Logging & Visualization
There are three options to log your experiments when working with Pipelines:
Tensorboard — is active by default if there is no
loggerin config. It will log charts (losses, metrics, statistics) and visualisation of model’s mistakes for further analysis. If you want to change the logging directory, you may configure the logger explicitly:
... logger: name: tensorboard args: save_dir: "." ...
Neptune — an option for advanced logging & collaboration with a team. It will log everything logged by Tensorboard, but also the original source code, all the configs for easier reproducibility and telemetry such as GPU, CPU and Memory utilization. Your config and run command may look like this:
... logger: name: neptune # requires <NEPTUNE_API_TOKEN> as global env args: project: "oml-team/test" ...
export NEPTUNE_API_TOKEN=your_token; python train.py
Weights and Biases — an option for advanced logging & collaboration with a team. The functionality & usage is similar to the Neptune’s ones. Your config and run command may look like this:
... logger: name: wandb args: project: "test_project" ...
export WANDB_API_KEY=your_token; python train.py
Let’s consider an example of what you get using Neptune for the feature extractor pipeline.
In the example above you can observe the graphs of:
Metrics such as
MAP@5, which were provided in a config file as
metric_args. Note, you can set
metrics_args.return_only_overall_category: Falseto log metrics independently for each of the categories (if your dataset has ones).
Loss values averaged over batches and epochs. Some of the built-in OML’s losses have their unique additional statistics that is also logged. We used TripletLossWithMargin in our example, which comes along with tracking positive distances, negative distances and a fraction of active triplets (those for which loss is greater than zero).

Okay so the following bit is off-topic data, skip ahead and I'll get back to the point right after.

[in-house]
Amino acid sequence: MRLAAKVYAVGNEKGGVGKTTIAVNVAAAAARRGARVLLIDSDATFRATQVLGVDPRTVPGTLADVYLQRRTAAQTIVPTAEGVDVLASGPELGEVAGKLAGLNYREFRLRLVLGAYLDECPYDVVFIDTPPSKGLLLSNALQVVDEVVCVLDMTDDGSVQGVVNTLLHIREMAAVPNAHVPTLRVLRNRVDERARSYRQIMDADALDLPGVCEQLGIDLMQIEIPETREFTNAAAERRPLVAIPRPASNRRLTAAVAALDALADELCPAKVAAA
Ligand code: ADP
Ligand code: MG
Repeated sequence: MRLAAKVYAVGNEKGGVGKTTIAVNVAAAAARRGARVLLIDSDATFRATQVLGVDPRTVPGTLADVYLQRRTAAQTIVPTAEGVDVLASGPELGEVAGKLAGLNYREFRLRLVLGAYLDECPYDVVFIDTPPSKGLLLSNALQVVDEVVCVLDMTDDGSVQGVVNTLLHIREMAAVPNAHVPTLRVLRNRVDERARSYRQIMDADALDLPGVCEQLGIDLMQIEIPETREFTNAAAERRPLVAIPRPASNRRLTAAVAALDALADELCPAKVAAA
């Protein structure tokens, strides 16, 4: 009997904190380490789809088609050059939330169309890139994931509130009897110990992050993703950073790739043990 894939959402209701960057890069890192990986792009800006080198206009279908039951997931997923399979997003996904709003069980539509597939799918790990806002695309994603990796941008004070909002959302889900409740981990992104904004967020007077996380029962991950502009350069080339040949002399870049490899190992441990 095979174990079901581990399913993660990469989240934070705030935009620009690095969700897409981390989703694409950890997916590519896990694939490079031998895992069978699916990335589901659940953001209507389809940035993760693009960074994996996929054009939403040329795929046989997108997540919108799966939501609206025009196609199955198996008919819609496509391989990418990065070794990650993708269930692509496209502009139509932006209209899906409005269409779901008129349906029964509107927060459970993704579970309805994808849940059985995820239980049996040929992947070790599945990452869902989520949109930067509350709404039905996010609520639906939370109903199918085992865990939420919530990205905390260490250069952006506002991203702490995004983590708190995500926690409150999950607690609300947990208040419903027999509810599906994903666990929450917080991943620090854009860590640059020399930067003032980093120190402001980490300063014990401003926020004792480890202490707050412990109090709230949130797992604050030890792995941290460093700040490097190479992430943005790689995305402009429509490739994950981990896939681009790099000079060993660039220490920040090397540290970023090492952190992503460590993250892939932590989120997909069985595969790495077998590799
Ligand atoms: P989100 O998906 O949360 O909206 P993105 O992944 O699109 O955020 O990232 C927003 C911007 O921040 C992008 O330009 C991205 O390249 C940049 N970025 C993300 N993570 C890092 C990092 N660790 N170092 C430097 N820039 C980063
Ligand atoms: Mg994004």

The image above shows the worst model’s predictions in terms of MAP@5 metric. In particular, each row contains:
A query (blue)
Five closest items from a gallery to the given query & the corresponding distances (they are all red because they are irrelevant to the query)
At most two ground truths (grey), to get an idea of what model should return
There is also the slide bar that helps to estimate your model’s progress from epoch to epoch
Logging in Python
Take a look at the following example: Training + Validation [Lightning and logging].
Using plain Python
Log whatever information you want using the tool of your choice. We just provide some tips on how to get this information. There are two main sources of logs:
Criterion (loss). Some of the built-in OML’s losses have their unique additional statistics, which is stored in the
last_logsfield. See Training in the examples.
We also recommend you take a look at: